Magic or mayhem: What's ahead? | I Advance Senior Care Skip to content Skip to navigation

Magic or mayhem: What's ahead?

November 8, 2011
by Richard L. Peck, Contributing Editor
| Reprints
Part 1 of a two-part series

Predicting can be a fool's game-so many unforeseen events, personalities and circumstances can intrude to cloud the crystal ball. Predictions are as notorious for being wrong as for being right. Still, after you've been around for a while and developed some sense of discrimination between the golden clues and the dross, you can begin to discern at least a reasonable view of the future. I venture to do so with a field with which I've been associated for nearly three decades-that is, 10 predictions for long-term care, starting with the Big One foreshadowing all the rest.


It is a disaster: A family with a frail elderly loved one or suddenly disabled young person encounters the personal expense of long-term care for the first time and falls, quickly and unexpectedly, into the impoverished ranks of Medicaid. A disaster for providers, too, as their margins are squeezed by already tight state budgets, if not lost altogether. Add to that Medicare reimbursement cuts amounting to 11.1 percent this fiscal year, along with a never-ending housing crisis smashing traditional private-pay piggybanks, a private LTC insurance industry struggling to find its financial footing and raising already hefty premiums, and a steadily diminishing middle class.

Even the one piece of potential relief in sight, the CLASS (Community Living Assistance Services and Supports) Act, met its demise recently with the Obama administration's decision to suspend it idefinitely. Designed to be supported by premiums paid through voluntary payroll deductions for five years, but with uncertain public buy-in, CLASS was a testament to actuarial fogginess, with no one quite sure of its fiscal soundness.

This all adds up to a quiet disaster because those families that stumble into long-term care one by one are generally unaware of the financial realities until it's too late. This lack of public understanding explains government policies that casually cut facility reimbursements by the billions and eventually hundreds of billions of dollars without large-scale debate.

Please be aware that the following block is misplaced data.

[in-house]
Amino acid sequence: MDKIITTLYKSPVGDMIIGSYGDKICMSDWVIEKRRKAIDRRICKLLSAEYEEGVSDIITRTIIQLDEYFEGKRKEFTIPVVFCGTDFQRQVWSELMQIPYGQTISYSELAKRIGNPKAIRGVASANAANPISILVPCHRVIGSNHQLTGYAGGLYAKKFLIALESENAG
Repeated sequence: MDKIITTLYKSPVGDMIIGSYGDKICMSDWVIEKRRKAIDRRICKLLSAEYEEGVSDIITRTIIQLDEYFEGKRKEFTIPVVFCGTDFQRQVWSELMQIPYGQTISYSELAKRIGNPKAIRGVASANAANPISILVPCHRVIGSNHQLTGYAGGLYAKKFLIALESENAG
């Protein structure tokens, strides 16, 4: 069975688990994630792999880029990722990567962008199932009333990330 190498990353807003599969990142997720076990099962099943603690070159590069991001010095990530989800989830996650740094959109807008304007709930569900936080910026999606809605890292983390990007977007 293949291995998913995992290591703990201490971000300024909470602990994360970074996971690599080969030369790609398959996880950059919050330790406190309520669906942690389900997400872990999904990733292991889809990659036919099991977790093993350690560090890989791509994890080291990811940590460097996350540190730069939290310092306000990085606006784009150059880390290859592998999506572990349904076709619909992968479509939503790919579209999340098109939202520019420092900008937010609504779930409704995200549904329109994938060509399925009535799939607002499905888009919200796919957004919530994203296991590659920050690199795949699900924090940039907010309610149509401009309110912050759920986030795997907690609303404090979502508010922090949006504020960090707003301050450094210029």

This is the environment governing all the predictions that follow in this article. By the same token, as the vast baby boom generation and its parents start learning their LTC lessons the hard way, public perception will grow exponentially. The LTC financing model will almost certainly change no matter what happens to Medicare, Medicaid or CLASS. The predictions that follow do in fact indicate what that model will eventually look like, and which providers will likely succeed and prosper.

But first, a grim reality:


OBRA ′87 and the Minimum Data Set (MDS) occurred well after Ben Franklin's time or his list of life's inevitabilities would have read, “death, taxes-and regulation.” Whatever happens with LTC financing, operational models or public perception in the coming years, continued regulatory micromanagement is a good bet for this field.

Within the past year SNFs have been hit with a complicated update for the MDS (never an easily comprehended document to begin with) which, among other things, changed RUG-based assessment rules and expanded the discharge process for already time-challenged staff. More recently the PPS Final Rule calls for far more detailed rehabilitation documentation and assessments rescheduled in ways threatening potential confusion. Misinterpretation in this field is dangerous, of course, as it can lead to reimbursement cuts, outright denials-or worse. Government is cracking down with the recently introduced Recovery Audit process, and the Affordable Care Act (“Obamacare”) has placed new emphasis on federal enforcement of LTC corporate compliance, with specific program requirements, new penalties and possible federal False Claims Act prosecution for the worst offenders.

Meanwhile, the 20-plus-year-old state survey process continues unabated, despite uneven enforcement efforts by the states and the gradual advent of an alternative survey approach called the Quality Improvement Survey (QIS). Adding to the regulatory challenge are workplace safety requirements from the federal Occupational Safety and Health Administration and ever-changing labor relations dictates from the National Labor Relations Board, among others.

LTC leaders are challenged to maintain updated regulatory compliance without adding significantly to costs. Those who will succeed are among the elite of American business managers, even though no one says as much.


To read the headlines, nursing homes, assisted living facilities-even CCRCs-might as well close their doors and go home. Go home, that is, to serve that vast majority of people who wish to remain there the rest of their lives. Recent data from the AARP and the National Association of Home Builders, for example, indicate that 89 percent of people 50 and older want to remain in their homes indefinitely, and 75 percent of remodelers are receiving increased orders for aging-in-place work on private homes. Combining this with developments in home-based technologies (see “Technology”), what possible reason would people have for moving into facilities?